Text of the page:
There are just 3 more days on campaign trail left and things are heating up for the parties. It's been quite unlike the US elections in 2008 notably by less intense use of social media. Still, by UK standards certainly more people know about Twitter and Facebook pages for political parties than ever before. I'm finding the BBC editor blogs is a great place to keep track of the latest facts and figures - Rory Cellan-Jones in particular has some great running sentiment analysis in his section.
The polls have been quite inconclusive so far and it appears none of the parties have assume anything is a given at this point. No doubt the next couple of days will be filled with mad campaigning.
David Cameron of the Tories are still to produce their policies on gender equality. His popularity in the polls is disturbingly high though - I still find it surprising that the British still haven't produced much of an orator since Churchill. Judging by Cameron's popularity they must really not value that. After Clinton and Obama, that is really disappointing. I imagine many voters in the UK believe that besides Labour there is no other choice than the Conservatives.
Parties like the Lib Dems (Nick Clegg) have performed better in the polls in this election than before but the concern is that they will fail to break the Labour or Tory mentality of the British public.
So how now Brown cow? Labour still has to outline their legislative priorities but I believe Gordon Brown's quote to labour supporters over the weekend just says it all:
"When we hear the pain of suffering, we're prepared to act. The language that we understand is the cry of a child or someone in need."
Their policies have certainly made the British public weep (although debatable what any of the others could have done to avert the financial crisis in the UK!) So now they have to listen - but will they be given a chance to by the furious citizens. Even cab drivers are discussing the extent of the UK budget deficit and how it compares to Greece. Economic policy has taken a step out of boardroom discussions and is affecting the general public - and they are very concerned about the way out of their current mess.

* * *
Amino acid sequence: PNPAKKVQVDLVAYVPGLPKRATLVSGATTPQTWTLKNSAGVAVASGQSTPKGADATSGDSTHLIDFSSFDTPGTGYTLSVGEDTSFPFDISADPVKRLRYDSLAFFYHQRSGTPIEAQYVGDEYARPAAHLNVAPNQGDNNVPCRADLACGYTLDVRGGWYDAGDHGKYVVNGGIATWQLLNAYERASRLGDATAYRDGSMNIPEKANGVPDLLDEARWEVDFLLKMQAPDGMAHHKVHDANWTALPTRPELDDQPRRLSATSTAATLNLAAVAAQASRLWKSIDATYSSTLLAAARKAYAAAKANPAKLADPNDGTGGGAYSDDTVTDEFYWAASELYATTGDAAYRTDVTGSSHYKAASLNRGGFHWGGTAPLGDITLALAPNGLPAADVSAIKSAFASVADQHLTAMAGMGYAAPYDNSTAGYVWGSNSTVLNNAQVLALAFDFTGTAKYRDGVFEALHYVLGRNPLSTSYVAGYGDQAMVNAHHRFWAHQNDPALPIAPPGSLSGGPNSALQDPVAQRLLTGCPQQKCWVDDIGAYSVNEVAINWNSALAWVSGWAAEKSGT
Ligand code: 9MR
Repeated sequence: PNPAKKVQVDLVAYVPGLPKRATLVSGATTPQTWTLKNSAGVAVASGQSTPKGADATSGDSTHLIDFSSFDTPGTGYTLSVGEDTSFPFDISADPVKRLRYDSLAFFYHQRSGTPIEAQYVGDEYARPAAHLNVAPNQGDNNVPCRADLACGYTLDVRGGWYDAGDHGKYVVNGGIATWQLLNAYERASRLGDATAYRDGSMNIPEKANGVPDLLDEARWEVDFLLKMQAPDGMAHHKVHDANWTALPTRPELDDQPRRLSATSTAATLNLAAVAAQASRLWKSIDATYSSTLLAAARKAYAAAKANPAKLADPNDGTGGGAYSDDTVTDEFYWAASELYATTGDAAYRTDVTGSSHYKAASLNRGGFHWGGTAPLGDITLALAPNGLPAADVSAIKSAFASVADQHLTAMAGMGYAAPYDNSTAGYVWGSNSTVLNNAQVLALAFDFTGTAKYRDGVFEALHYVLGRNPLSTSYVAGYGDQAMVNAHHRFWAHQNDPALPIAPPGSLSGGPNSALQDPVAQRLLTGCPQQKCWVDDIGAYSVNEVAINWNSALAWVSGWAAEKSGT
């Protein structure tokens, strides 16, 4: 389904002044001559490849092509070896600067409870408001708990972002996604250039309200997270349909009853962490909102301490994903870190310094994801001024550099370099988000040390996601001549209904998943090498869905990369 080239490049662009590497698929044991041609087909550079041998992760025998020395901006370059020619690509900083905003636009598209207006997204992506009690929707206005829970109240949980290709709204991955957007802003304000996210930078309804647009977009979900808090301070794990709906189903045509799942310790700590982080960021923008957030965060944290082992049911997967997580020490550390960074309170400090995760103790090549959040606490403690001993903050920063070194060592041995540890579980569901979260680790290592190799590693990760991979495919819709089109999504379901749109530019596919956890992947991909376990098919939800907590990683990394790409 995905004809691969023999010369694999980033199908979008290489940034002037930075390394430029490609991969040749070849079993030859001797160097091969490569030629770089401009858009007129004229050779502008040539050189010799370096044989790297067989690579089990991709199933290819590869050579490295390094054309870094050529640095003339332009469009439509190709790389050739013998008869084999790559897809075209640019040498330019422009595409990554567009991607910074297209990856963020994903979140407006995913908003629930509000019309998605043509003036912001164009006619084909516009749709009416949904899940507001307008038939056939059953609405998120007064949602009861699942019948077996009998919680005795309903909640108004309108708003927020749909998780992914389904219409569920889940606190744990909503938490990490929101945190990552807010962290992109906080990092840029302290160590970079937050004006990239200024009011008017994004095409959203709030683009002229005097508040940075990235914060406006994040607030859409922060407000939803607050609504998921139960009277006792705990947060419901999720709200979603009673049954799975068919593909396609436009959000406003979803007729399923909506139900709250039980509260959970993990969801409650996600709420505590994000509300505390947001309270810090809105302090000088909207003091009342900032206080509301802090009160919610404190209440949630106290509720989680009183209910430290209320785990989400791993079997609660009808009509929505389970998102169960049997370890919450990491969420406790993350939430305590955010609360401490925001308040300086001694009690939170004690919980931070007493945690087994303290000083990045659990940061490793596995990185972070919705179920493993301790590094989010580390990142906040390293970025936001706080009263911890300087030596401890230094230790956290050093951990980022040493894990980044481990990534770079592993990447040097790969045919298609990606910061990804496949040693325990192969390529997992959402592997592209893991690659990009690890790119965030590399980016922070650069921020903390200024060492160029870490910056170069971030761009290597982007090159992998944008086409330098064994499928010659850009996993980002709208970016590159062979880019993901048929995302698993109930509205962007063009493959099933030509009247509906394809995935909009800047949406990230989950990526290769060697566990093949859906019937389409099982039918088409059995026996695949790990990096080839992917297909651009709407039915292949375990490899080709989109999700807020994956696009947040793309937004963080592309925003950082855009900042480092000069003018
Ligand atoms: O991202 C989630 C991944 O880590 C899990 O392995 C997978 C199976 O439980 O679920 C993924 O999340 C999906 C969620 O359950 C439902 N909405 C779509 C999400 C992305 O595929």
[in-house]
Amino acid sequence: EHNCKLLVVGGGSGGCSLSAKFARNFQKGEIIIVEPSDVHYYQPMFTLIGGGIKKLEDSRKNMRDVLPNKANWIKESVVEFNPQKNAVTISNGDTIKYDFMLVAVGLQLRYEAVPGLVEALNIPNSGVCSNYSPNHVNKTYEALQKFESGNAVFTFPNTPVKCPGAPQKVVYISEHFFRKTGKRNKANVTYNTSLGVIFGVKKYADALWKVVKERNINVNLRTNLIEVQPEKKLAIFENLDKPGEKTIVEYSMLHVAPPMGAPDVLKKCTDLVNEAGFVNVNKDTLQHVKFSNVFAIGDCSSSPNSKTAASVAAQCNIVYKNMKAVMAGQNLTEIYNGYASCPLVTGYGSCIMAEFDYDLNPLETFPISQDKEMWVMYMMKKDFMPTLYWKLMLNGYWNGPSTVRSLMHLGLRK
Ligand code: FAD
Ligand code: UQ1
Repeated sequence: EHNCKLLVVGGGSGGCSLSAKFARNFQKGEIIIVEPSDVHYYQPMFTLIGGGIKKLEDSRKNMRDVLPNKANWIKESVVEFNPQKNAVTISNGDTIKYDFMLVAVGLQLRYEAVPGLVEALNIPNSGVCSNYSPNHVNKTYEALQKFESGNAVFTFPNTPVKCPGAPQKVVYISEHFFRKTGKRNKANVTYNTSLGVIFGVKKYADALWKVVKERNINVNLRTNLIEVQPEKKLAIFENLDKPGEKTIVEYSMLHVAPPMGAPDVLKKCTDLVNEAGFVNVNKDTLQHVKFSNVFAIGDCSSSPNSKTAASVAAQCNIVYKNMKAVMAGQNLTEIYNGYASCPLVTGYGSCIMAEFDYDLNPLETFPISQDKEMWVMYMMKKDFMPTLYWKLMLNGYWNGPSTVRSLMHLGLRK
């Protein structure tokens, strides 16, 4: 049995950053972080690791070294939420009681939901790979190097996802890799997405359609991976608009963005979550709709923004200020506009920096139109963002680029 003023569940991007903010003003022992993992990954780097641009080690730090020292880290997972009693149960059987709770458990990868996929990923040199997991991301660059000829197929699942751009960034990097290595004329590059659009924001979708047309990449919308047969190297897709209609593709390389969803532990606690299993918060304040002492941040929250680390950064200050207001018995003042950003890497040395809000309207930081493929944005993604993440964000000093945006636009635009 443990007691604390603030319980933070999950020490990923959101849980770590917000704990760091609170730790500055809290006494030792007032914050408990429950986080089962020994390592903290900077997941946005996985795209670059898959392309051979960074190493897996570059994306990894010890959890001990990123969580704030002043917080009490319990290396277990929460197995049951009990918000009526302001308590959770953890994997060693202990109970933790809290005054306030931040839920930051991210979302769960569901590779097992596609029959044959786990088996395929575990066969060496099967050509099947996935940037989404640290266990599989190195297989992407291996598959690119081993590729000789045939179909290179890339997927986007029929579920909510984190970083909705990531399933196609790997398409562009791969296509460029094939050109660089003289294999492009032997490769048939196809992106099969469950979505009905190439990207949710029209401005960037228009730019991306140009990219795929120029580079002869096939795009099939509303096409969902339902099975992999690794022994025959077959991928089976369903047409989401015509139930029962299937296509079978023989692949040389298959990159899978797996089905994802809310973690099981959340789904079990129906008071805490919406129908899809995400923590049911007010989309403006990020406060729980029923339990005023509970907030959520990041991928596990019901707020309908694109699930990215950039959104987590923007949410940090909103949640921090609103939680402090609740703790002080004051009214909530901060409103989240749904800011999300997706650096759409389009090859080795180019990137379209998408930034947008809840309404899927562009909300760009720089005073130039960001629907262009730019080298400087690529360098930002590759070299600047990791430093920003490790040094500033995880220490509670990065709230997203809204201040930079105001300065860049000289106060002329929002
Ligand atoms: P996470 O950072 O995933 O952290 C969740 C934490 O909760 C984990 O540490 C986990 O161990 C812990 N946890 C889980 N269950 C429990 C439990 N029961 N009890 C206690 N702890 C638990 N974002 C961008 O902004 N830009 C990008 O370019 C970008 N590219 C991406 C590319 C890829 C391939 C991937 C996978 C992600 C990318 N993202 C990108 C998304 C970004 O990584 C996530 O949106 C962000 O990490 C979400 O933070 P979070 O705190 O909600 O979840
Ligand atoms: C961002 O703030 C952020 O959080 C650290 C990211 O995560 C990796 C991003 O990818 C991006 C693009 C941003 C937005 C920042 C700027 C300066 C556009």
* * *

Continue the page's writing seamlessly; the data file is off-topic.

It is exactly this type of concern that causes havoc in elections. I believe an upset is what the UK needs. Someone with new and fresh ideas to stimulate the country and its minds. And no, I'm not talking about the BNP, especially after I read this Nick Griffin cartoon by Pratish! Makes me feel right I really am right back in the old South Africa with some of points in the BNP manifesto.
If I were a betting man, my money would be definitely be on a hung parliament around this time next week - it's definitely not what the UK needs right now but it's looking somewhat inevitable. At least it would be safer than wasting cash on Silver Sands casino or some other dodgy online casino South Africa! Anyway, I'm sure there's some bookie making a ton working out the odds from this UK election - it's going to be VERY close!
Actually, regardless of what happens I am quite curious to see what the outcome will be - BBC is said to be beaming the results onto Big Ben once they are released (although how they're going to do that on a bell, I have to wonder! ;)